One misstep that we all have a tendency to make when designing a presentation is thinking that our discovery, insight, or story is the most important part of our presentation. While you are the person at the front of the room, your presentation is not about you, it’s about inspiring your audience to take an action or leave with a new opinion or knowledge. To do that well, you must make your audience the center of your presentation.

If you want your audience to stay engaged, you have to ask yourself these five questions at every stage in your creative process:

  1. What is my audience’s core frustration, challenge, or gap in knowledge? Start out the creative process by asking yourself how you’d convince the most skeptical person in the audience that they have a problem. You could describe, for instance, how the problem has impacted you or someone you’ve observed. Personal and specific stories with narrative elements like surprise or discovery can be very effective at this phase.
  2. Is everyone aware that they have a challenge? Do they want to resolve the problem or fill that gap? If the answer is no to either, start by making them aware of their problem or knowledge gap.
  3. How can the audience resolve their challenge in the way that truly helps them the most while requiring the least amount of their time and energy? How can the busiest person in your audience can implement your solution or use your new information? Break your idea up into simple and memorable chunks. Repeat, rephrase, or otherwise reinforce key information.
  4. What concerns might the audience have about my recommended call to action and how can they be mitigated? Does the solution seem like it’s worth the payoff? Is the solution too radical of a change from the status quo? Would the solution make them personally or professionally vulnerable in some way?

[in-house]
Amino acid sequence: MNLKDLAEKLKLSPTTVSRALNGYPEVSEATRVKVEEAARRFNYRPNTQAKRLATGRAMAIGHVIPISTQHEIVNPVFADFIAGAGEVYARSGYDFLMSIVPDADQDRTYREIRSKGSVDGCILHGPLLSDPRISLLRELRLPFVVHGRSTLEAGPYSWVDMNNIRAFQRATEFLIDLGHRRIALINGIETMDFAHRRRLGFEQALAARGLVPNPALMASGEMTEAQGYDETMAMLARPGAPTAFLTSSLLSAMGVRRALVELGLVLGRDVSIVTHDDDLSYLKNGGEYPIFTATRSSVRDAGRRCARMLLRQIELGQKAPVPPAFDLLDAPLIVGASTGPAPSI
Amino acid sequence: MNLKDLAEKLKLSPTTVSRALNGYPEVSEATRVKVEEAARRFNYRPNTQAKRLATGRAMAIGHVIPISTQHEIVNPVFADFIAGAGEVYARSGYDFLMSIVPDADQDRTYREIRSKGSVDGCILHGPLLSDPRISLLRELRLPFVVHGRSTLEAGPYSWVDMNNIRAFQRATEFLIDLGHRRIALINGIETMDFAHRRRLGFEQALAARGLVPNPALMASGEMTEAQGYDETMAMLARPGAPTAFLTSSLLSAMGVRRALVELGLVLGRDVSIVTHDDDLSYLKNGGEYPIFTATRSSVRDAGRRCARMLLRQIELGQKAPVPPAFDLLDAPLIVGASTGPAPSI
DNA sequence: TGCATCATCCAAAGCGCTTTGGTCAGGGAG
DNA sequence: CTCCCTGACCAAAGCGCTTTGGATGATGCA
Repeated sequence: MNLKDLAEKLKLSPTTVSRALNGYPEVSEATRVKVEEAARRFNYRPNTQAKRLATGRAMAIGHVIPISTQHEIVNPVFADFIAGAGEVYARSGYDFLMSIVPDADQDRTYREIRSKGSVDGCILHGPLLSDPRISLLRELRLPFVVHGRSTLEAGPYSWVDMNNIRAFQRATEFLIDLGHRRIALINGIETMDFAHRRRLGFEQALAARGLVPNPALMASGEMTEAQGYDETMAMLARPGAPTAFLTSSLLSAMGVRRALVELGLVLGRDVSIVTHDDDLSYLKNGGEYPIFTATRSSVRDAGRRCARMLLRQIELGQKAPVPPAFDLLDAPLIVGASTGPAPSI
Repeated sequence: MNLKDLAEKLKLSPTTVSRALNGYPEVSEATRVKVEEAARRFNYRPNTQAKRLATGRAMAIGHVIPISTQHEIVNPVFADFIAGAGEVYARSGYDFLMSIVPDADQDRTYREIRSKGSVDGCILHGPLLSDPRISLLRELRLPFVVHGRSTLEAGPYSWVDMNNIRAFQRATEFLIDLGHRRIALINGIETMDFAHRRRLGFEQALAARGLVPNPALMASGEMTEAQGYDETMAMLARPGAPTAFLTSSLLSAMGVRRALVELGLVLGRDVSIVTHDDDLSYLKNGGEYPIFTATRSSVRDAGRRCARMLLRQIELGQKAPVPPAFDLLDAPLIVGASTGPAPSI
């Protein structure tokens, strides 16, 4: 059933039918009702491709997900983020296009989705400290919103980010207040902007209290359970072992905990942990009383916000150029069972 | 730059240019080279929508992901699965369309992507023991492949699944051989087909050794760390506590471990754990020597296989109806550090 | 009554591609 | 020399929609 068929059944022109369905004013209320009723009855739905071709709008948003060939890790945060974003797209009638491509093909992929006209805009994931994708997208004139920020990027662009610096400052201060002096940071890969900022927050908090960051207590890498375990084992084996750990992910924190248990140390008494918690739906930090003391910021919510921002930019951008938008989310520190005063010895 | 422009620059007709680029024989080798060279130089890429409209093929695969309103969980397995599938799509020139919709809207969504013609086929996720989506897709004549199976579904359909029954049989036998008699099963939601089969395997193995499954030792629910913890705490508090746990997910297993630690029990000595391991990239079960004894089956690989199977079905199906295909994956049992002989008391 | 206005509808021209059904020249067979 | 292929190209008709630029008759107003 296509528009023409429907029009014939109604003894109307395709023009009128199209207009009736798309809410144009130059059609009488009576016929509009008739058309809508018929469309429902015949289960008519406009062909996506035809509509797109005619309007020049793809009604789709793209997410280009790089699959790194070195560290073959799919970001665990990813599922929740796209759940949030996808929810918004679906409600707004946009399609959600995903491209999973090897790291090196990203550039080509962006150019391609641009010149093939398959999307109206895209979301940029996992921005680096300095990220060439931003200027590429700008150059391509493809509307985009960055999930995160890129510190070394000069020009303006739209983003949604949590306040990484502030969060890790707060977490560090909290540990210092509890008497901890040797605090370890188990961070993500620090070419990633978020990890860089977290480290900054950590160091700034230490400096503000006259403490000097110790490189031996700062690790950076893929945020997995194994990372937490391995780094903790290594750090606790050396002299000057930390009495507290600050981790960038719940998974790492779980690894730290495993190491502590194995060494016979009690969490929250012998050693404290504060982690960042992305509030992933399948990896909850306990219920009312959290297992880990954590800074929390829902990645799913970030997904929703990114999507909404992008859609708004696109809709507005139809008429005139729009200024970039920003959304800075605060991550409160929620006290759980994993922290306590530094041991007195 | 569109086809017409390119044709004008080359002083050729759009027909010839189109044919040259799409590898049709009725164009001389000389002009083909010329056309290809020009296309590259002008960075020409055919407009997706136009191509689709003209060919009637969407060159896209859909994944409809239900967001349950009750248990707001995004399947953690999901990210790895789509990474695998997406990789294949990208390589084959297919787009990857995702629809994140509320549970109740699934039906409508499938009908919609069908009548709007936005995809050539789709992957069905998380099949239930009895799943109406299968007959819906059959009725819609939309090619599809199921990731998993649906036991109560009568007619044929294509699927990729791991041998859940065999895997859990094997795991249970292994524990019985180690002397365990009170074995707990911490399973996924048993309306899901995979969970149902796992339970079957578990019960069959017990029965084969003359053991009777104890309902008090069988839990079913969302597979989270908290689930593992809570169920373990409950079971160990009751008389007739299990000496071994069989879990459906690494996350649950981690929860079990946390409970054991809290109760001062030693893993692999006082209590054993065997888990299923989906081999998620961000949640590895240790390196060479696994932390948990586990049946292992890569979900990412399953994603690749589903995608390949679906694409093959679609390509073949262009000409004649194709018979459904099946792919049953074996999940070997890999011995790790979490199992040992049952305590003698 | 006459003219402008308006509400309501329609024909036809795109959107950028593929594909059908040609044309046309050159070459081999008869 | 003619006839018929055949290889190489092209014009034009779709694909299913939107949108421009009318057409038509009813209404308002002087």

5. How can I inspire my audience to take this action? What does resolving this problem or having new information mean for them? Can I help my audience clearly visualize this end result in some way? How does this truly improve their life?

As you’re creating your presentation, you should constantly be evaluating your slides and your talking points with these five questions in mind. Do you often find yourself using pronouns like “I” and “we”? If so, think about how you can shift more to focus on the audience’s perspective (“you”). If you are talking about yourself, make a clear connection to how those successes are directly and honestly achievable by the audience.

Your presentation and your slides should leave your audience primed to take action. Every slide you design and idea you discuss should be tied to your primary call to action. Keep this in mind when you are creating your presentation and the design, editing, and delivery of your presentation will be transformed.

Cover photo by Andrew Seaman on Unsplash